Impact & Engagement: from term 2, students will participate in an exciting array of training sessions aimed at building skills for achieving research impact in the public and private sectors.

    Specialised Training Programme Courses (Term 2 and beyond)

    Advanced Methods in Environmental Research: will offer focused training on selected research methodologies tailored to the skills requirements of DTP students as they undertake their DPhil research.

    Advanced Modelling & Data Analysis: students will participate in a specified number of specialised quantitative skills courses according to their own expertise and training requirements.


    UK requirements for international applications

    Universities in the United Kingdom use a centralized system of undergraduate application: University and College Admissions Service (UCAS). It is used by both domestic and international students. Students have to register on the UCAS website before applying to the university. They will find all the necessary information about the application process on this website. Some graduate courses also require registration on this website, but in most cases students have to apply directly to the university. Some universities also accept undergraduate application through Common App (the information about it could be found on universities' websites).

    Both undergraduate and graduate students may receive three types of responses from the university. The first one, “unconditional offer” means that you already reached all requirements and may be admitted to the university. The second one, “conditional offer” makes your admission possible if you fulfill some criteria – for example, have good grades on final exams. The third one, “unsuccessful application” means that you, unfortunately, could not be admitted to the university of you choice.

    All universities require personal statement, which should include the reasons to study in the UK and the information about personal and professional goals of the student and a transcript, which includes grades received in high school or in the previous university.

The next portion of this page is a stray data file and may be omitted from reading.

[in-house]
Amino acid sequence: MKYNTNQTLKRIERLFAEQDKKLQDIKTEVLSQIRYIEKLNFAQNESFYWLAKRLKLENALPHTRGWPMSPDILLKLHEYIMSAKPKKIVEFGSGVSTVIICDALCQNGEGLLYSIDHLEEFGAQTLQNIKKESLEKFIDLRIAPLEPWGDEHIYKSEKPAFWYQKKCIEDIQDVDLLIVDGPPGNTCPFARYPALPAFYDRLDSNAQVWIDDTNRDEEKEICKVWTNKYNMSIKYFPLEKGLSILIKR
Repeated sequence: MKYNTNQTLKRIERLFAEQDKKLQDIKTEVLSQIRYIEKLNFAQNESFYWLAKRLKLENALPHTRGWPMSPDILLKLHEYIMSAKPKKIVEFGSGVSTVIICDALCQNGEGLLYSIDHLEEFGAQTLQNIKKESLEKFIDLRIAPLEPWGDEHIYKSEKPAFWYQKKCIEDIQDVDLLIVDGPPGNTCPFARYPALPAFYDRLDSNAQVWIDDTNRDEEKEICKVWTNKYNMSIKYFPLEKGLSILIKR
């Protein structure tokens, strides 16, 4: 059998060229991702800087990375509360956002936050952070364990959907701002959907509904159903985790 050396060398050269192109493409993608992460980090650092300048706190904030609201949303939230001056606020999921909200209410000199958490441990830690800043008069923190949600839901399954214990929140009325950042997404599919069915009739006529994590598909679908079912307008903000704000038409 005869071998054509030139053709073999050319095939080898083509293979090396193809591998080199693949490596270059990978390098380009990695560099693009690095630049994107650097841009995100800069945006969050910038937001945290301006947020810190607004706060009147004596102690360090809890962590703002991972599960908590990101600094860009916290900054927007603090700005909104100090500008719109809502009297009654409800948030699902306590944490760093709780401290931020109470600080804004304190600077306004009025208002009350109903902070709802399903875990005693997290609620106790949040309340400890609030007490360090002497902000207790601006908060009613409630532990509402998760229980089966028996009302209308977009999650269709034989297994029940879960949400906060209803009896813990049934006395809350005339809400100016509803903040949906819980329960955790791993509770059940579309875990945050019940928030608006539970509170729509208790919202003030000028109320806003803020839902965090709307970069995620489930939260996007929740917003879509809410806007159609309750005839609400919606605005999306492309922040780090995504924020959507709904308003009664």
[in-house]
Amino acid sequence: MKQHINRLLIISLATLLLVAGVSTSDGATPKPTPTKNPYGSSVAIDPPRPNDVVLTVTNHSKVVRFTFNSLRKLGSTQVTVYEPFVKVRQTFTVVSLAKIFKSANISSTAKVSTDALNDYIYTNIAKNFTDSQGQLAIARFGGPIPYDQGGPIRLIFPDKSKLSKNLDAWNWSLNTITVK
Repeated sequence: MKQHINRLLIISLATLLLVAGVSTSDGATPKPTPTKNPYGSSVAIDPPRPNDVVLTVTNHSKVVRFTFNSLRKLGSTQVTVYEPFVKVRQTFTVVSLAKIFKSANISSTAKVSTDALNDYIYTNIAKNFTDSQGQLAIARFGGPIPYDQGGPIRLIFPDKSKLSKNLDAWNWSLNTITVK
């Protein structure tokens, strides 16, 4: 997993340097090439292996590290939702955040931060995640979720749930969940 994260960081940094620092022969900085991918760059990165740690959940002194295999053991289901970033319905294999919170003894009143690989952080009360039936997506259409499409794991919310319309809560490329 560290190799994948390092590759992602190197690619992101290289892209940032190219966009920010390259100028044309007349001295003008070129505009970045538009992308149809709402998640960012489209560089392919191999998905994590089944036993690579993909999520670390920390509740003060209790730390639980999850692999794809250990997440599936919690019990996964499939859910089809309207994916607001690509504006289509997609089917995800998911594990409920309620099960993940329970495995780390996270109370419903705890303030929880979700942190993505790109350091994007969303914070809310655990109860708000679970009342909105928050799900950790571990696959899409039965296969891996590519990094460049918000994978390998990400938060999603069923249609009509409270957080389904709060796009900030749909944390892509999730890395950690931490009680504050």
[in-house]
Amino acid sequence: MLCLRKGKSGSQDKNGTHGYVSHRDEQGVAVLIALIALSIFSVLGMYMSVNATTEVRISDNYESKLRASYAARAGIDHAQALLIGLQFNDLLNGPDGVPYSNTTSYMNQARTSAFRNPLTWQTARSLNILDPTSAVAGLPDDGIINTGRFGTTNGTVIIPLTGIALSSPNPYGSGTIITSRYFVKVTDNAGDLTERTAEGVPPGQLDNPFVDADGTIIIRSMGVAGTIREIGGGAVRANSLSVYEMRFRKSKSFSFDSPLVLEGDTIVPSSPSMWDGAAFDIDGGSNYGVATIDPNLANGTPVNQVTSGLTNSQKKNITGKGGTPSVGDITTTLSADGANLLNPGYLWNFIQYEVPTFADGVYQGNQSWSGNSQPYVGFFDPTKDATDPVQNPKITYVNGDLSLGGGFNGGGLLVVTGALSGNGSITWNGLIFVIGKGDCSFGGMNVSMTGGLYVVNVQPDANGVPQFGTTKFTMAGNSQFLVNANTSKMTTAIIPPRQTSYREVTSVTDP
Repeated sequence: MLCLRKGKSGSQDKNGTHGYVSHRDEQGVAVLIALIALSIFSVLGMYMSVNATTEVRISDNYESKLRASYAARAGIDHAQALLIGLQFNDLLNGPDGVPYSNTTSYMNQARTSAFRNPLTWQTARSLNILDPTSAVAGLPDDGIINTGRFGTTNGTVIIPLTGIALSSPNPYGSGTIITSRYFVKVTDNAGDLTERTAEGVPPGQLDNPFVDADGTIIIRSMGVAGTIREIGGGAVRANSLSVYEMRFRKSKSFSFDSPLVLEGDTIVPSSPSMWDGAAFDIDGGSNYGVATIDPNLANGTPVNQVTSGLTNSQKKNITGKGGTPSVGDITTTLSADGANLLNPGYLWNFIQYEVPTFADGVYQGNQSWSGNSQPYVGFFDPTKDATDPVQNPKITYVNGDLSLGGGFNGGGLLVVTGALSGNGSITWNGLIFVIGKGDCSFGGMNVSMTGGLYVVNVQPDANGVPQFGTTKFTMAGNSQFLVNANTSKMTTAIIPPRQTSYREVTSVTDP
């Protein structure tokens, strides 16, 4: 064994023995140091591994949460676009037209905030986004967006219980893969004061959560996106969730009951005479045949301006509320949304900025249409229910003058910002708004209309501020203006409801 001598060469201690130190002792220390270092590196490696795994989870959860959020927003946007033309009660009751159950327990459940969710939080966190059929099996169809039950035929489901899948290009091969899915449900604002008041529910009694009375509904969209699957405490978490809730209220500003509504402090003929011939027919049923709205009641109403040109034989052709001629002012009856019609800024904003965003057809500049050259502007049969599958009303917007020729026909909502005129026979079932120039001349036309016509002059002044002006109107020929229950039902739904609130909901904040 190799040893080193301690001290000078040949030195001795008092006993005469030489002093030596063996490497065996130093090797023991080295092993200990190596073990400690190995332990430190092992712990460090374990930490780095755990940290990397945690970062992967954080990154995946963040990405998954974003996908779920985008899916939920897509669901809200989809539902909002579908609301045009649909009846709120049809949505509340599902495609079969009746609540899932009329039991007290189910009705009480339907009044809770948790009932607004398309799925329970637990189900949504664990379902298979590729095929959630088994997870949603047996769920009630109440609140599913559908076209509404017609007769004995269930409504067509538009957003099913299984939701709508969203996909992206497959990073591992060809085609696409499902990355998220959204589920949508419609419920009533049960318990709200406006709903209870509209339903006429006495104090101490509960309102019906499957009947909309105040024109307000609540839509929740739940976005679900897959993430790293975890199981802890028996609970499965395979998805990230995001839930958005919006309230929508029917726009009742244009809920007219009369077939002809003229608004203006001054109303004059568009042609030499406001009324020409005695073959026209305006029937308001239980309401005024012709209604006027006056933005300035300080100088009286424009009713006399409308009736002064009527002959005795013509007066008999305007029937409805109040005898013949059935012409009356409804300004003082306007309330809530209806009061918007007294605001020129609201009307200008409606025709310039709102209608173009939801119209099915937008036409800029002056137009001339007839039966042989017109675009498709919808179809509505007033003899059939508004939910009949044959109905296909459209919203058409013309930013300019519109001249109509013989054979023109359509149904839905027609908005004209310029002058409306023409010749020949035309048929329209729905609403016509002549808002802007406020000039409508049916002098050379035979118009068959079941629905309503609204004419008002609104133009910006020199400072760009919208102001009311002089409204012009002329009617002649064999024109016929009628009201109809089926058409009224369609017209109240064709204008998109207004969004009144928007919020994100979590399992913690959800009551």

program_requirements

    Applicants are normally expected to be predicted or have achieved a first-class or strong upper second-class undergraduate degree with honours (or equivalent international qualifications), as a minimum, in archaeology, biology, botany, chemistry, computing, geography, geology, mathematics, meteorology, physics, statistics or zoology.

    For applicants with a degree from the USA, the minimum GPA sought is 3.5 out of 4.0.

    If you hold non-UK qualifications and wish to check how your qualifications match these requirements, you can contact the National Recognition Information Centre for the United Kingdom (UK NARIC).

    Although it is not required, in practice a master's degree is often helpful. 

    Professional experience, especially research experience, is valuable and will be taken into consideration as a substitute for an academic qualification.

    No Graduate Record Examination (GRE) or GMAT scores are sought.

    • Official transcript(s)
    • CV/résumé
    • Statement of purpose/personal statement:Around 500 words or one page
    • Written work:Either one essay of 4,000 words or two essays of 2,000 words each
    • References/letters of recommendation:Three overall, generally academic

    ENGLISH LANGUAGE REQUIREMENTS

    Higher level

    Test

    Standard level scores

    Higher level scores

    IELTS Academic 
    Institution code: 0713

    7.0 Minimum 6.5 per component  7.5  Minimum 7.0 per component 

    TOEFL iBT 
    Institution code: 0490

    100

    Minimum component scores:

    • Listening: 22
    • Reading: 24
    • Speaking: 25
    • Writing: 24
    110

    Minimum component scores:

    • Listening: 22
    • Reading: 24
    • Speaking: 25
    • Writing: 24
    Cambridge Certificate of Proficiency in English (CPE) 185

    Minimum 176 per component

    191 

    Minimum 185 per component

    Cambridge Certificate of Advanced English (CAE) 185

    Minimum 176 per component

    191 

    Minimum 185 per component